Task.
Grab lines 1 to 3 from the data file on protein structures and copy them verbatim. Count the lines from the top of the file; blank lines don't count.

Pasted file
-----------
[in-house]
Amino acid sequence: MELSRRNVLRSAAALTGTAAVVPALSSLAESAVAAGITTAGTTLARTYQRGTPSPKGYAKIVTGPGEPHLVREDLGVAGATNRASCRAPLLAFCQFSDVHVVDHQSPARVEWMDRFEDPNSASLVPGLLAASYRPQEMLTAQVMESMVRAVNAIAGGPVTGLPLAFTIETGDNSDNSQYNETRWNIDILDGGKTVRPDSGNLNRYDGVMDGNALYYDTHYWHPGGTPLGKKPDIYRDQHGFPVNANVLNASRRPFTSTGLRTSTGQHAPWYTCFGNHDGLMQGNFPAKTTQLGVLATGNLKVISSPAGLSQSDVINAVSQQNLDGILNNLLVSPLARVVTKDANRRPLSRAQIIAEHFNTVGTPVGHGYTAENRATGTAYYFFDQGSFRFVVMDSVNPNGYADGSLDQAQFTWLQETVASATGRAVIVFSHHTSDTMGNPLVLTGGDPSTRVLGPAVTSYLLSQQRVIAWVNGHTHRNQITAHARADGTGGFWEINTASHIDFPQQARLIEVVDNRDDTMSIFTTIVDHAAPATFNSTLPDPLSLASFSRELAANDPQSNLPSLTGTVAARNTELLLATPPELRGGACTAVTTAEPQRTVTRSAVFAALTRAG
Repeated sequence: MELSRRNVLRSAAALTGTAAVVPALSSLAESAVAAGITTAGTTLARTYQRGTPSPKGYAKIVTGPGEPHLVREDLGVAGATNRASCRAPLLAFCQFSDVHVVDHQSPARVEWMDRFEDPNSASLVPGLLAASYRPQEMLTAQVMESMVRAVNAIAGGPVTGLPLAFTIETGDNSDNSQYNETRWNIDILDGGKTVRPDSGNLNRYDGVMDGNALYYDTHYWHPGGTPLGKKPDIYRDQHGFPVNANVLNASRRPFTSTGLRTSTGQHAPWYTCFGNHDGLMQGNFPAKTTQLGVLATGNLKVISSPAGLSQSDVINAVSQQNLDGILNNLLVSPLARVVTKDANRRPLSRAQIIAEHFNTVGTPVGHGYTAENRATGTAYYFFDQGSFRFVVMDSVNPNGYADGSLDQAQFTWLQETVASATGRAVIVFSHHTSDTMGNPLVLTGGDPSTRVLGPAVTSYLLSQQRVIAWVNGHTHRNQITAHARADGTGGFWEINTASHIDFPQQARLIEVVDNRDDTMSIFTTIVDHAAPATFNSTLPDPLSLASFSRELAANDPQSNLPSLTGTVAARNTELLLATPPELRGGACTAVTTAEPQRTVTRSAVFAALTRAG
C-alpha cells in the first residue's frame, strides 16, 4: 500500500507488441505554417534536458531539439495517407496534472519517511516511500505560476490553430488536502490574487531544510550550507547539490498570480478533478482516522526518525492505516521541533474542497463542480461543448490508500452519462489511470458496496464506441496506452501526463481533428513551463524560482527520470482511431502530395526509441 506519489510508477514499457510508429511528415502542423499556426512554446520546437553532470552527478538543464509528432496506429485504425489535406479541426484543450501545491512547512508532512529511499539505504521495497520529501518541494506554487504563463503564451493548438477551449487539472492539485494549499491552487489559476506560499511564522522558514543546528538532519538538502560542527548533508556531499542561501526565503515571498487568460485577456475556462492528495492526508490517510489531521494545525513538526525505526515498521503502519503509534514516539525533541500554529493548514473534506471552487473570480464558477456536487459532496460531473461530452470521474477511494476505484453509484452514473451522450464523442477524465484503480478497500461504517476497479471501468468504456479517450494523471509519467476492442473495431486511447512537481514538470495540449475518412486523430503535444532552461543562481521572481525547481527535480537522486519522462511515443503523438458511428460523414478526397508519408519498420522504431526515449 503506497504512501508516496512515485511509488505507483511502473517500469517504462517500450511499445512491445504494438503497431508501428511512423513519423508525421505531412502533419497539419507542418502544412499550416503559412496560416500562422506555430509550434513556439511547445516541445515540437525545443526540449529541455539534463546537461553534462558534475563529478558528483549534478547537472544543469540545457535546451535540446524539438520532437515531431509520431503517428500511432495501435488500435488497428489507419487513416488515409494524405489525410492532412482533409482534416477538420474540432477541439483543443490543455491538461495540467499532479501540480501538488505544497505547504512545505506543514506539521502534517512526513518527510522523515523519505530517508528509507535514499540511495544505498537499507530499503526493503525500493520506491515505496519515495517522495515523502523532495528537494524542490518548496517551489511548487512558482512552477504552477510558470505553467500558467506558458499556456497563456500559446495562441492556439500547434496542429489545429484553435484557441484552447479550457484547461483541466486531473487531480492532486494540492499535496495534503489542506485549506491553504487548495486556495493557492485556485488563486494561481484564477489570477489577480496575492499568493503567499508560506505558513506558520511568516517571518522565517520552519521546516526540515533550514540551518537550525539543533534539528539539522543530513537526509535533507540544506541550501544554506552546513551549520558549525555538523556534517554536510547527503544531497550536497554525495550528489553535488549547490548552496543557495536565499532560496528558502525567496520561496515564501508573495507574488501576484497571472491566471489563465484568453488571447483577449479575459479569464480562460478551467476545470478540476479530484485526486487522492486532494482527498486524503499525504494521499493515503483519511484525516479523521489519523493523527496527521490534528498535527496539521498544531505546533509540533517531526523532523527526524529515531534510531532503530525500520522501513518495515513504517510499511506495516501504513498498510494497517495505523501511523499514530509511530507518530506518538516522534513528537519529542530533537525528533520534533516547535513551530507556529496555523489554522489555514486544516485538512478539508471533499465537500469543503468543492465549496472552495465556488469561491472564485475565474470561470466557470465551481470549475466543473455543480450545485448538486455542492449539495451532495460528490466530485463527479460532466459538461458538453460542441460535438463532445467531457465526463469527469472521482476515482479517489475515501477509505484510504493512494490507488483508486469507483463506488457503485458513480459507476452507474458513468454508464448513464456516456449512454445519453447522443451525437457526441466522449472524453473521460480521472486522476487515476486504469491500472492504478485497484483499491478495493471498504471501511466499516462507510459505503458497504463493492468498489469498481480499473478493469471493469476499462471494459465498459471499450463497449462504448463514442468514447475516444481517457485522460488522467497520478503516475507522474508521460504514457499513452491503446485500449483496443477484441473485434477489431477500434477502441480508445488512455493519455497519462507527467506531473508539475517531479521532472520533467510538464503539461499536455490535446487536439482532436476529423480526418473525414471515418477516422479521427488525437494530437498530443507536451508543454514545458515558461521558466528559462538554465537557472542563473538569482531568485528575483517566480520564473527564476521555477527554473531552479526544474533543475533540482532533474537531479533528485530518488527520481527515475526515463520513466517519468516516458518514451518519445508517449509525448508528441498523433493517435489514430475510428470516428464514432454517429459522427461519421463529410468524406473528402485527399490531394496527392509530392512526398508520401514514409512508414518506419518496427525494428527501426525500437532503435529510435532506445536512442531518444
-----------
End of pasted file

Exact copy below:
[in-house]
Amino acid sequence: MELSRRNVLRSAAALTGTAAVVPALSSLAESAVAAGITTAGTTLARTYQRGTPSPKGYAKIVTGPGEPHLVREDLGVAGATNRASCRAPLLAFCQFSDVHVVDHQSPARVEWMDRFEDPNSASLVPGLLAASYRPQEMLTAQVMESMVRAVNAIAGGPVTGLPLAFTIETGDNSDNSQYNETRWNIDILDGGKTVRPDSGNLNRYDGVMDGNALYYDTHYWHPGGTPLGKKPDIYRDQHGFPVNANVLNASRRPFTSTGLRTSTGQHAPWYTCFGNHDGLMQGNFPAKTTQLGVLATGNLKVISSPAGLSQSDVINAVSQQNLDGILNNLLVSPLARVVTKDANRRPLSRAQIIAEHFNTVGTPVGHGYTAENRATGTAYYFFDQGSFRFVVMDSVNPNGYADGSLDQAQFTWLQETVASATGRAVIVFSHHTSDTMGNPLVLTGGDPSTRVLGPAVTSYLLSQQRVIAWVNGHTHRNQITAHARADGTGGFWEINTASHIDFPQQARLIEVVDNRDDTMSIFTTIVDHAAPATFNSTLPDPLSLASFSRELAANDPQSNLPSLTGTVAARNTELLLATPPELRGGACTAVTTAEPQRTVTRSAVFAALTRAG
Repeated sequence: MELSRRNVLRSAAALTGTAAVVPALSSLAESAVAAGITTAGTTLARTYQRGTPSPKGYAKIVTGPGEPHLVREDLGVAGATNRASCRAPLLAFCQFSDVHVVDHQSPARVEWMDRFEDPNSASLVPGLLAASYRPQEMLTAQVMESMVRAVNAIAGGPVTGLPLAFTIETGDNSDNSQYNETRWNIDILDGGKTVRPDSGNLNRYDGVMDGNALYYDTHYWHPGGTPLGKKPDIYRDQHGFPVNANVLNASRRPFTSTGLRTSTGQHAPWYTCFGNHDGLMQGNFPAKTTQLGVLATGNLKVISSPAGLSQSDVINAVSQQNLDGILNNLLVSPLARVVTKDANRRPLSRAQIIAEHFNTVGTPVGHGYTAENRATGTAYYFFDQGSFRFVVMDSVNPNGYADGSLDQAQFTWLQETVASATGRAVIVFSHHTSDTMGNPLVLTGGDPSTRVLGPAVTSYLLSQQRVIAWVNGHTHRNQITAHARADGTGGFWEINTASHIDFPQQARLIEVVDNRDDTMSIFTTIVDHAAPATFNSTLPDPLSLASFSRELAANDPQSNLPSLTGTVAARNTELLLATPPELRGGACTAVTTAEPQRTVTRSAVFAALTRAG